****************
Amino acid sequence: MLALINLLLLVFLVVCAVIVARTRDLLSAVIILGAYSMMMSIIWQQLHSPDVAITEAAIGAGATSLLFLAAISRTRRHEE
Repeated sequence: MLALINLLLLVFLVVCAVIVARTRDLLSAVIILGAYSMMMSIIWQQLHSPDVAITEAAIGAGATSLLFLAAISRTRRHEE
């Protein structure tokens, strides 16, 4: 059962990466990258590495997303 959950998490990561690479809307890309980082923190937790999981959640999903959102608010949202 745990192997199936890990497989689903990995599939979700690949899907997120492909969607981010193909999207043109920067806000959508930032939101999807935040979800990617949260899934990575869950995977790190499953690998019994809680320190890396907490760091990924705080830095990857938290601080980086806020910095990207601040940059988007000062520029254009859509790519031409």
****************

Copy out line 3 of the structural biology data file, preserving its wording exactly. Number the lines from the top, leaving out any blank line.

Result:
């Protein structure tokens, strides 16, 4: 059962990466990258590495997303 959950998490990561690479809307890309980082923190937790999981959640999903959102608010949202 745990192997199936890990497989689903990995599939979700690949899907997120492909969607981010193909999207043109920067806000959508930032939101999807935040979800990617949260899934990575869950995977790190499953690998019994809680320190890396907490760091990924705080830095990857938290601080980086806020910095990207601040940059988007000062520029254009859509790519031409």